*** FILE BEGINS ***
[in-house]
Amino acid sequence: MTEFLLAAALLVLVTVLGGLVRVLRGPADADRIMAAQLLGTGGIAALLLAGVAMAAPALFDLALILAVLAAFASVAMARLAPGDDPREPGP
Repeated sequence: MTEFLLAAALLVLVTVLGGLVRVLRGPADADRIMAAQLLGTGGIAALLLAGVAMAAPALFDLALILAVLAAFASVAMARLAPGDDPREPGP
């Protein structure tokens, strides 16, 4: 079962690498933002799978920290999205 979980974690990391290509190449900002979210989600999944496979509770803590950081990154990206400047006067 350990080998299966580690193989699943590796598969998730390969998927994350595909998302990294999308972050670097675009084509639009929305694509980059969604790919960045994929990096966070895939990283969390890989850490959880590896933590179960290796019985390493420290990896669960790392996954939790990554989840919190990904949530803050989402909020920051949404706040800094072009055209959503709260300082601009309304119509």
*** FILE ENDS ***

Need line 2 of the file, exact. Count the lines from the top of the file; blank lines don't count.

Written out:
Amino acid sequence: MTEFLLAAALLVLVTVLGGLVRVLRGPADADRIMAAQLLGTGGIAALLLAGVAMAAPALFDLALILAVLAAFASVAMARLAPGDDPREPGP